CU-Boulder Researchers Chart Katrina's Growth In Gulf Of Mexico

Published: Sept. 14, 2005

Note to Editors: The Hurricane Katrina image can be downloaded at

An image produced by a University of Colorado at Boulder team shows the wind speeds of Hurricane Katrina increasing dramatically as it passes through the warm waters of the Gulf of Mexico's Loop Current toward the Gulf Coast in late August.

Processed at CU-Boulder's Colorado Center for Astrodynamics Research, or CCAR, the image was produced with data from four satellites that use altimeters to measure sea-surface height to an accuracy of less than one inch. The researchers extrapolated ocean temperatures from subtle height changes in the water measured by altimeters bouncing microwave pulses from the satellites to the ocean surface and back, said aerospace engineering Associate Research Professor Robert Leben of CCAR.

The sea-surface height image shows the warm Loop Current standing 20 inches to 30 inches higher than the surrounding water, said Leben.

As Katrina passed over the Loop Current, it gained a huge amount of energy from the unusually warm waters that subsequently increased its maximum winds, said Leben. The storm evolved from a Category 3 hurricane to a Category 5 hurricane in just nine hours by converting heat from the Loop Current into energy, he said.

"A hurricane is like a steam engine," said Leben. "The more heat that is put into it, the faster it is going to run. When I saw the predicted storm track over the Loop Current, I became concerned we might see a doomsday scenario."

In the Gulf of Mexico, there is a tight correlation between the sea-surface height measured by the satellites and the temperature of the waters, said Leben. "The higher the sea-surface is above the mean, the deeper the warm water underneath it," he said.

According to CCAR Director George Born, an aerospace engineering professor who works with Leben, the conditions in the Loop Current were unusual. "Ordinarily, the Loop Current does not intrude this far north and west into the Gulf," Born said. "If it had not, the storm would not have gained such intensity."

The CCAR researchers used data from the U.S./French TOPEX/Poseidon and Jason-1 satellites, as well as the U.S. Navy's Geosat Follow-On satellite and the European Space Agency's Envisat satellite. They then combined the data with hurricane wind speed and position data from the National Oceanic and Atmospheric Administration to produce the unique image, Leben said.

More than 100,000 images from the CCAR Web site, which is maintained primarily by CU-Boulder undergraduates, were downloaded last year by federal agencies, private customers and the public, said Born. The center produces daily maps of changing ocean currents around the world for governments and private businesses.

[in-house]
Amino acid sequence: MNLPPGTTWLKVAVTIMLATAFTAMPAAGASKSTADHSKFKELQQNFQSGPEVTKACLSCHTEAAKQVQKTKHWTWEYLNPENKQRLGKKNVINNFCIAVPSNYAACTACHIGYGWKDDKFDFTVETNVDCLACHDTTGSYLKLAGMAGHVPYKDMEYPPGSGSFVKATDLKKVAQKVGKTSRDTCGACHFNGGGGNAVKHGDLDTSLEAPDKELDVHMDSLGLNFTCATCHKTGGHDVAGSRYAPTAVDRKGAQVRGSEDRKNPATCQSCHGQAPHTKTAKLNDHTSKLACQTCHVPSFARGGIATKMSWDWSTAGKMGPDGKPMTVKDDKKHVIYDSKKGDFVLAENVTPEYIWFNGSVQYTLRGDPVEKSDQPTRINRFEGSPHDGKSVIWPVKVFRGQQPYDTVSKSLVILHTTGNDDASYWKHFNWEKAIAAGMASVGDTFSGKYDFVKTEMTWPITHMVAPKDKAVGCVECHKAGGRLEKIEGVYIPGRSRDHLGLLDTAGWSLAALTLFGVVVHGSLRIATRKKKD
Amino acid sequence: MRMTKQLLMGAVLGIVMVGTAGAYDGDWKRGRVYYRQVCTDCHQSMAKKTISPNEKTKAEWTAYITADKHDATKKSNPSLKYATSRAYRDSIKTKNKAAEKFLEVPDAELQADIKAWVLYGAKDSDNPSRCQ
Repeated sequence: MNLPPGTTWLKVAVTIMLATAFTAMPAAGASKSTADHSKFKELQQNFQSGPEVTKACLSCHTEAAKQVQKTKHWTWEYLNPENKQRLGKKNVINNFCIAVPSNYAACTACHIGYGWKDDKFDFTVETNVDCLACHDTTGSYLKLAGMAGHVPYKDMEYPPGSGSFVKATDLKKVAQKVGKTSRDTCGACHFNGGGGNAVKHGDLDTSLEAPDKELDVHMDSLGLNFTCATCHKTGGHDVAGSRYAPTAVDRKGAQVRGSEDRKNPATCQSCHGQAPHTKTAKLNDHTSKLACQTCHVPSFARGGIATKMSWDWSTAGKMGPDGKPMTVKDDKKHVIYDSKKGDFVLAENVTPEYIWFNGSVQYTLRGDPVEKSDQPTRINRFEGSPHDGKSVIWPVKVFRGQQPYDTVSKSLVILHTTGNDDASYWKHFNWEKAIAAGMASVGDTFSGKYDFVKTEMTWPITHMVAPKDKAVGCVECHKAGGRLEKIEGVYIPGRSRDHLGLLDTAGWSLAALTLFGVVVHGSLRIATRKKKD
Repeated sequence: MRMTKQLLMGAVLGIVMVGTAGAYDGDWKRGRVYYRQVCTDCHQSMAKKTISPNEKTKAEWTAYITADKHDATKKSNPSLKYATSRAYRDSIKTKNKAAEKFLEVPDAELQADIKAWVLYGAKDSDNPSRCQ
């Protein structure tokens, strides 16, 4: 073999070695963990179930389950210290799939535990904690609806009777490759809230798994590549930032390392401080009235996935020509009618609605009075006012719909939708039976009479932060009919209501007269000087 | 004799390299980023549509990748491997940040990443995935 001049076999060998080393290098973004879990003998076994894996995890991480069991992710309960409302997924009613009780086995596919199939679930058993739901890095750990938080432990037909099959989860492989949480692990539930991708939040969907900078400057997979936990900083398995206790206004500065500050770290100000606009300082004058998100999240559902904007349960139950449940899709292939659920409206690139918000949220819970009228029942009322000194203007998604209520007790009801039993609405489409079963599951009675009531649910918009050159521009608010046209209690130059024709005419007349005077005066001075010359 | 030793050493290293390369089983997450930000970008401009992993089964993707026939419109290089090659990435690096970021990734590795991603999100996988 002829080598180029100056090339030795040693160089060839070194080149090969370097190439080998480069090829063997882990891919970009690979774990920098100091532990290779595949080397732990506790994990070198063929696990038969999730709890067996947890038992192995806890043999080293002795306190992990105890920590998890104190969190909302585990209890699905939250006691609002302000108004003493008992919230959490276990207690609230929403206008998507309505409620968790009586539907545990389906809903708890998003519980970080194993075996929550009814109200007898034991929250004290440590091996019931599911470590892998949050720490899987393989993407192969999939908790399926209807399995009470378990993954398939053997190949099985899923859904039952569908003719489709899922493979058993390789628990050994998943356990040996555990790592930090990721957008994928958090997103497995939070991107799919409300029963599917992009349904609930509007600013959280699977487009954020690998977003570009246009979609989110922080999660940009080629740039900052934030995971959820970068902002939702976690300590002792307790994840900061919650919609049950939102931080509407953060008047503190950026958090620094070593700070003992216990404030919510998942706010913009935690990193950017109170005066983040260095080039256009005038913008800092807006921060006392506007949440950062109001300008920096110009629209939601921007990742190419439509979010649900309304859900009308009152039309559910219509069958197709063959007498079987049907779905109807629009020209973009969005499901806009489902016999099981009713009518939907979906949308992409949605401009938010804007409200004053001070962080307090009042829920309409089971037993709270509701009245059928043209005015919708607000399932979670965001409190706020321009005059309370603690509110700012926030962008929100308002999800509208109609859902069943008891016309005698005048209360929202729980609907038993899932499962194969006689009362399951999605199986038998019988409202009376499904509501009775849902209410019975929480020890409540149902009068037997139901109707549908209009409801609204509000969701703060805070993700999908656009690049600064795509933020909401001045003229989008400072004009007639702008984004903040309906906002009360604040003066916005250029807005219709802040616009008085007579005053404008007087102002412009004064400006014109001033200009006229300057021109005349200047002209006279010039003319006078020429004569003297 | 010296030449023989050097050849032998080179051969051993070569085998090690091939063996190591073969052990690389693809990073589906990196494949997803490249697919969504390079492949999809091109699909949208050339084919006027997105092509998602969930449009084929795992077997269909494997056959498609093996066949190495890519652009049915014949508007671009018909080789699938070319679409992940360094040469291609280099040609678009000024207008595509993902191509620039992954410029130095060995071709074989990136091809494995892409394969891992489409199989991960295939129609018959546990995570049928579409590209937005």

The CCAR Web site for mapping ocean currents and eddies in the Gulf of Mexico is funded primarily by NASA's Jet Propulsion Laboratory and is used by petroleum corporations as well as educators and the general public, said Leben.

Since May 2005, satellite ocean-current maps generated by CCAR have been used to support a bluefin tuna tagging program by New Zealand's Ministry of Fisheries, helping scientists locate prime tuna habitats for a tag-and-release program. The CCAR maps illuminate "cold-core" eddies where the fish congregate, helping the government better understand the relationship between sea-surface heights and the distribution and migration of the tuna, Leben said.

The group also has been providing ocean-current maps in the Gulf of Mexico to help marine-mammal researchers locate and count sperm whales. The sperm whales often congregate in nutrient-rich eddies near the edge of the Gulf's Loop Current where squid - their primary food source - are plentiful, Leben said.

Two years ago CCAR ocean-current maps helped a private oil company find a suitable towing route through the Gulf of Mexico for a submersible drilling rig used in deep water oil and gas exploration. The company avoided problematic eddy currents and took advantage of beneficial eddies, reducing transit time by 50 hours on the 400-mile journey and saving the company $650,000 in rig downtime and towing costs.

CCAR faculty and students focus on research in astrodynamics, satellite meteorology, oceanography, geodesy and terrestrial vegetation studies.